“As we grow as a nation and evolve as a society, we need to remember that it is those we share our lives with who are at the core of our Real Wellbeing.”—Rohan Mead, Group Managing Director, Australian Unity.
- Wellbeing relates to our quality of life, and includes both a subjective evaluation of our life and our objective circumstances, such as education, health and income.
- The Australian Unity Wellbeing Index measures both the subjective and objective aspects of wellbeing.
- Research shows there are numerous health, professional, family and economic benefits that are associated with people having greater wellbeing.
Wellbeing is a term that gets bandied about a lot these days—often in conjunction with sipping green smoothies and meditating at sunrise.
But the study and measurement of wellbeing is so much more than just practising wellness—it goes to the very core of how we are feeling about our lives as a whole.
Wellbeing relates to our overall quality of life, and includes both the subjective evaluation of our life and our objective circumstances, such as education, health and income.
The Australian Unity Wellbeing Index measures both the subjective and objective aspects of wellbeing.
Associate Professor Delyse Hutchinson, the lead researcher of the Australian Unity Wellbeing Index, describes subjective wellbeing as something “that reflects how satisfied a person feels about their life and, in particular, how happy, healthy and content a person is in their life”.
Subjective wellbeing is personal, emphasises Delyse. What makes one person feel content or happy can differ markedly from what makes the next person feel that way—yet the two people could have similarly high levels of wellbeing.
Subjective wellbeing and happiness both indicate a positive outlook on life, and happiness is part of wellbeing. However, from a scientific standpoint it is important to differentiate between the concepts of happiness and subjective wellbeing, says Delyse.
Happiness is a short-term state of higher-than-normal positive feelings, and can fluctuate depending on what is happening in the moment.
“You might have won some money in the lottery, or your football team might win a game. But this feeling tends to not stay elevated for lengthy periods—it drops back down.”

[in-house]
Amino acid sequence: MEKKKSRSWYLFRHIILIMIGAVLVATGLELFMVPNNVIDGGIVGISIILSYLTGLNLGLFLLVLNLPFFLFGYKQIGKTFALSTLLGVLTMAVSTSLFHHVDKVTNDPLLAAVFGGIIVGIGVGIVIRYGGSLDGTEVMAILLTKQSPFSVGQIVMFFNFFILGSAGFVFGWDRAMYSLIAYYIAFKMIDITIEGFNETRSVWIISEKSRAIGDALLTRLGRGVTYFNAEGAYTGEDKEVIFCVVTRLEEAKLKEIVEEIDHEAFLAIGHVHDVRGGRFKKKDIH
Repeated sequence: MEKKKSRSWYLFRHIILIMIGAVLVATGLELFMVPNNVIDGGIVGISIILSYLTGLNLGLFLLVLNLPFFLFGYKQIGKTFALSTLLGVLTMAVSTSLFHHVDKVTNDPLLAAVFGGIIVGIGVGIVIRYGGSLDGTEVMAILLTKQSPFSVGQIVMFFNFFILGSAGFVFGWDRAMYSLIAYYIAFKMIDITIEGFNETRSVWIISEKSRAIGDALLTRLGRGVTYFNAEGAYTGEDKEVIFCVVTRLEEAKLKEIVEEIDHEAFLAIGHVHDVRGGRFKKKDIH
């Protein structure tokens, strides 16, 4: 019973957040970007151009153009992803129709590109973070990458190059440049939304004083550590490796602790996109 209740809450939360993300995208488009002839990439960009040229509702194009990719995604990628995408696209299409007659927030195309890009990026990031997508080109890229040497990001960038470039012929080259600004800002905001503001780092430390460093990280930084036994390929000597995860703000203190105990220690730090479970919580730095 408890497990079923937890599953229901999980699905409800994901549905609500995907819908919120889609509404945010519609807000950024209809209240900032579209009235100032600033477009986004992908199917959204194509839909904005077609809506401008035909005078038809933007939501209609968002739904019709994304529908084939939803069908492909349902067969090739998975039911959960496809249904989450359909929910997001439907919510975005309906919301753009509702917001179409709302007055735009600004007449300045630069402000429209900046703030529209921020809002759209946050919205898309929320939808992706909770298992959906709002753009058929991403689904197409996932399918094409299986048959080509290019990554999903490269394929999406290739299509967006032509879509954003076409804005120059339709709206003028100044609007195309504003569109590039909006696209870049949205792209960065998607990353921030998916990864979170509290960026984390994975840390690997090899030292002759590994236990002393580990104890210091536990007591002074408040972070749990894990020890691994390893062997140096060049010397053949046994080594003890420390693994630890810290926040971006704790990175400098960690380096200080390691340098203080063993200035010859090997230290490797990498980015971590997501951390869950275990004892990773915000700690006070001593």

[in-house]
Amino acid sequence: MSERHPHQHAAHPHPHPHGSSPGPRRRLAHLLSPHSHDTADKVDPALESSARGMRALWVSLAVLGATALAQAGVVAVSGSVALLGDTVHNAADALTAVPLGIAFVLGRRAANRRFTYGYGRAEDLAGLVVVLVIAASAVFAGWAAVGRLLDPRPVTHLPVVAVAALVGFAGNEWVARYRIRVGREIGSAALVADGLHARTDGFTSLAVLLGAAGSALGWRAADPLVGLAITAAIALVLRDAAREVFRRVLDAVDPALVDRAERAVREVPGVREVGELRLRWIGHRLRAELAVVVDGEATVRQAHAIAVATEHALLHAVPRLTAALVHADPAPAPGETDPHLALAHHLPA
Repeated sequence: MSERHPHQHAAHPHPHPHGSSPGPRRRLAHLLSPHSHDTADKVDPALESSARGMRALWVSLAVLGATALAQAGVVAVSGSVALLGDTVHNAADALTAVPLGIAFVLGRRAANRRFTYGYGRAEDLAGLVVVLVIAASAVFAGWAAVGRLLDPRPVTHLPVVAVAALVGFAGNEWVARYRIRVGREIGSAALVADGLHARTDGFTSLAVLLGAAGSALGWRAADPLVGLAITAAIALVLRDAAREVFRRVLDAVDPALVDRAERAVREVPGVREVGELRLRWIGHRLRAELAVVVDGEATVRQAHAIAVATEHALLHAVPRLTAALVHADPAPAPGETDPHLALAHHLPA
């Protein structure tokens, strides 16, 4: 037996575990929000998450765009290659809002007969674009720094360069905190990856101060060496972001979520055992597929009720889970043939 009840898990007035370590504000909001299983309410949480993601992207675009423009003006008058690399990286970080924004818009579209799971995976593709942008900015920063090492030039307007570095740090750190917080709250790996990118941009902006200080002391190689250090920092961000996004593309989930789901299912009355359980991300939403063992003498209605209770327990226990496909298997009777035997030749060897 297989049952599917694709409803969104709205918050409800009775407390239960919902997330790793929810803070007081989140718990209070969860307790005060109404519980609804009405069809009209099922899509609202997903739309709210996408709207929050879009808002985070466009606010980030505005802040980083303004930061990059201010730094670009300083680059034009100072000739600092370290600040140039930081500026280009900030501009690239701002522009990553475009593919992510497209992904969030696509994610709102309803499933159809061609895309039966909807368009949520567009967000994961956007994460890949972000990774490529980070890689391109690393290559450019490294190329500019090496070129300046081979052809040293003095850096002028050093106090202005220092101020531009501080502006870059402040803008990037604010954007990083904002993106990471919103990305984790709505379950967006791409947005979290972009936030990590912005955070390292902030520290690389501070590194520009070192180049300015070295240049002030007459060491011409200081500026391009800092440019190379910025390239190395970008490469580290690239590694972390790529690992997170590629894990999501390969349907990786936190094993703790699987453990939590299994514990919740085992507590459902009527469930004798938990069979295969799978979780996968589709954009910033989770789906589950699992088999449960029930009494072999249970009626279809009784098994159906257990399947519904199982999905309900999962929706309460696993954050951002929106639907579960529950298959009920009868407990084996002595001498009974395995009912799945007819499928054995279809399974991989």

Subjective wellbeing, on the other hand, relates more broadly to a general sense of satisfaction or contentment with our life that tends to be more stable over time.
“Our subjective wellbeing doesn’t tend to jump around a lot from day to day. How satisfied you are in life tends to stay fairly stable unless something out of the blue happens.”
It’s for this reason that the Australian Unity Wellbeing Index focuses on the concept of subjective wellbeing, rather than happiness.
However, for ease of understanding, we use the term wellbeing to refer to subjective wellbeing, in line with Australians’ everyday use of the term
Why wellbeing matters
Research from around the world, including the extensive research conducted by Deakin University as part of the Australian Unity Wellbeing Index, shows that wellbeing matters a lot—for individuals, communities and the nation.
Delyse says the research shows there are numerous health, professional, family and economic benefits that are associated with people having greater wellbeing.
“If you have better wellbeing, you’re more likely to have better physical and mental health, and decreased risk of disease, injury and illness.
People have better immune functioning when their wellbeing is higher—they’re more likely to recover from illness if they do get sick, and they’re more likely to have increased longevity.
“Also, people who have higher subjective wellbeing are more productive in a work context and are also more likely to contribute to their community.”